An Analysis of Cardiopulmonary Hemodynamics During Hemorrhagic Shock in Dogs
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MALLIWAH, Jumanne A.
Utilizing the standard Wiggers' method, hemorrhagic shock was induced in ten anesthetized dogs by bleeding to a mean arterial pressure (MAP) of 50 mmHg for 2 hr and then to 30 mmHg for 1 hr, followed by reinfusion of the shed blood. The experimental protocol was designed to evaluate the effect of hemorrhagic shock on sequential pulmonary hemodynamic changes in relation to those of cardiac and systemic circulation. All selected cardiopulmonary hemodynamic parameters were recorded throughout the experiment on a multi-channel poly-oscillograph monitor. Total pulmonary resistance (TPuR) started rising early in hemorrhagic shock and was found to rise to a level that was 10-fold greater than pulmonary arteriolar resistance (PAR). This meant that, 90% of TPuR came from the venous side of the pulmonary vascular bed. Persistently raised TPuR even after reinfusion was linked to early death of the experimental animals. Myocardial contractility (max dp/dt mmHg/sec) which is one of the indices for cardiac performance was found to be severely depressed at terminal stage (p<0.001). Both total pulmonary and peripheral resistances were found to have an inverse relationship to ventricular performance which was measured by left ventricular stroke work (LVSW) and right ventricular stroke work (RVSW). There is a high suspicion that reinfusion or resuscitation following prolonged hypovolemic shock may aggrevate the hemorrhagic shock effects by facilitating the distribution of accumulated blood-borne toxic substances to various target organs and that, this has been linked with the early and sustained pulmonary hemodynamic disturbance found in these experiments.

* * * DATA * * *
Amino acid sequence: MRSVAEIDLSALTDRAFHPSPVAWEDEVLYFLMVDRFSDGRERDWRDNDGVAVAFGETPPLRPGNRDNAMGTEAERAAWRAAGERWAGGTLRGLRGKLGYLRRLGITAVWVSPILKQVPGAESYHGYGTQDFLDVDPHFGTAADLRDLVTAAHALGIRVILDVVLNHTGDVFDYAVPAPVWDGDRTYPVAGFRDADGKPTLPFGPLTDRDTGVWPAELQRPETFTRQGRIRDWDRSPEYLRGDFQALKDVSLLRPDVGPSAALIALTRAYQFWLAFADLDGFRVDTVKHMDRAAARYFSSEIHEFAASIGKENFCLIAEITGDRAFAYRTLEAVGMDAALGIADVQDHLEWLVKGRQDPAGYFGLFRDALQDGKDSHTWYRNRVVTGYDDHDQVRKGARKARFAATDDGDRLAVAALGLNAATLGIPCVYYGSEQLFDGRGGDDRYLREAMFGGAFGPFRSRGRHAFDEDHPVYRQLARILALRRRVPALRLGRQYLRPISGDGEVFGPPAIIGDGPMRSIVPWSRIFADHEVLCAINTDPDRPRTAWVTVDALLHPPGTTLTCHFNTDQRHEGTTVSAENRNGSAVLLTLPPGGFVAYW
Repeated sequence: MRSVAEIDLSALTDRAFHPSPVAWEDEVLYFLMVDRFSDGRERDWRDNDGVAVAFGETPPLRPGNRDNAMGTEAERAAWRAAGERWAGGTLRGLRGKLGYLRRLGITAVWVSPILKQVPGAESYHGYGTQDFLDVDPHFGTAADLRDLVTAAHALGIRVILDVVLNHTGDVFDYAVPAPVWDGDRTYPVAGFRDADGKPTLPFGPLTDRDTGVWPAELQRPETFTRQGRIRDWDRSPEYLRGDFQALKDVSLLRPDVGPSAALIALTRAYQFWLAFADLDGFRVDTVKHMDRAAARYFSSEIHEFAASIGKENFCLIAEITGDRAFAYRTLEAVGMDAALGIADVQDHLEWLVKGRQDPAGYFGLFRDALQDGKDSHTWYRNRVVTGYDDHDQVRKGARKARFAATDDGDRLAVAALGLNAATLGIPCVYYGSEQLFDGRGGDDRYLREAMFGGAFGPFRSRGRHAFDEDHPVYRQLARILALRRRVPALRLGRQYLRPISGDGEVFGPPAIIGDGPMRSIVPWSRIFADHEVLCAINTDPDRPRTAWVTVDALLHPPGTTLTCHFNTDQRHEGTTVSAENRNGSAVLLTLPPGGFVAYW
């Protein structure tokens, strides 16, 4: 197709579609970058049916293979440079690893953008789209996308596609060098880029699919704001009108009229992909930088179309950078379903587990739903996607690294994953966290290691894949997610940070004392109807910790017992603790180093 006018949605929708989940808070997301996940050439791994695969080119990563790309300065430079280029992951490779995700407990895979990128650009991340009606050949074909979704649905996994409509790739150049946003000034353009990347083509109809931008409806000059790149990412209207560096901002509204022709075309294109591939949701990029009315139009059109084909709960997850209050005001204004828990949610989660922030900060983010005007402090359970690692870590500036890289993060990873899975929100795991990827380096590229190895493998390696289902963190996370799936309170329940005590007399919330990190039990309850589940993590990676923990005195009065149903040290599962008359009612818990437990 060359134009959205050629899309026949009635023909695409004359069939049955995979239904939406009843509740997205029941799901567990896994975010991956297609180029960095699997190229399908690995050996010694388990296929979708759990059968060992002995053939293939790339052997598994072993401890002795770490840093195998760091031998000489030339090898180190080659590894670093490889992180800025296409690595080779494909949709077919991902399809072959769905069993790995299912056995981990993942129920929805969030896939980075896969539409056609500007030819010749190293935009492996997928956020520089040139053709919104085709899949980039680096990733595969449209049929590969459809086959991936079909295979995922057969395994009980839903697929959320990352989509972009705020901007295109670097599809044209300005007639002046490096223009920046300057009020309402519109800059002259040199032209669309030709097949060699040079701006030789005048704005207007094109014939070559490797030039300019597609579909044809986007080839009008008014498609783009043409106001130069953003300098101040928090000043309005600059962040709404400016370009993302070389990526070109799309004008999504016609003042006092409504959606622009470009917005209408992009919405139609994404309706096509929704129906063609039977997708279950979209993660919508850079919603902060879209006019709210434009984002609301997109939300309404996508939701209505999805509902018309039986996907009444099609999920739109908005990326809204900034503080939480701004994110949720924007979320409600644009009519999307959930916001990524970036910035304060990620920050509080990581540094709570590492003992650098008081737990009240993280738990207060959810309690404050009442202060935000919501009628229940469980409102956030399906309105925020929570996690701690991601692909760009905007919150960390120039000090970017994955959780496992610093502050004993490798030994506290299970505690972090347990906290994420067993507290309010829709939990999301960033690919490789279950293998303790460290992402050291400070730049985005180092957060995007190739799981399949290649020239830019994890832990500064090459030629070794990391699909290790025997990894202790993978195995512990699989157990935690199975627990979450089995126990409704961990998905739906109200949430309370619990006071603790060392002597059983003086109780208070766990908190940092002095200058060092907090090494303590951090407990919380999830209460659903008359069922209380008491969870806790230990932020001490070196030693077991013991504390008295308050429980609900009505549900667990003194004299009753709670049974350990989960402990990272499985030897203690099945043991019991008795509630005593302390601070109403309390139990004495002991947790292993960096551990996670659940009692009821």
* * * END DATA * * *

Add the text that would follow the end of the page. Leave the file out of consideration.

Hiroshima Journal of Medical Sciences
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Hiroshima University School of Medicine
Departmental Bulletin Paper
Departmental Bulletin Papers
Graduate School of Biomedical Science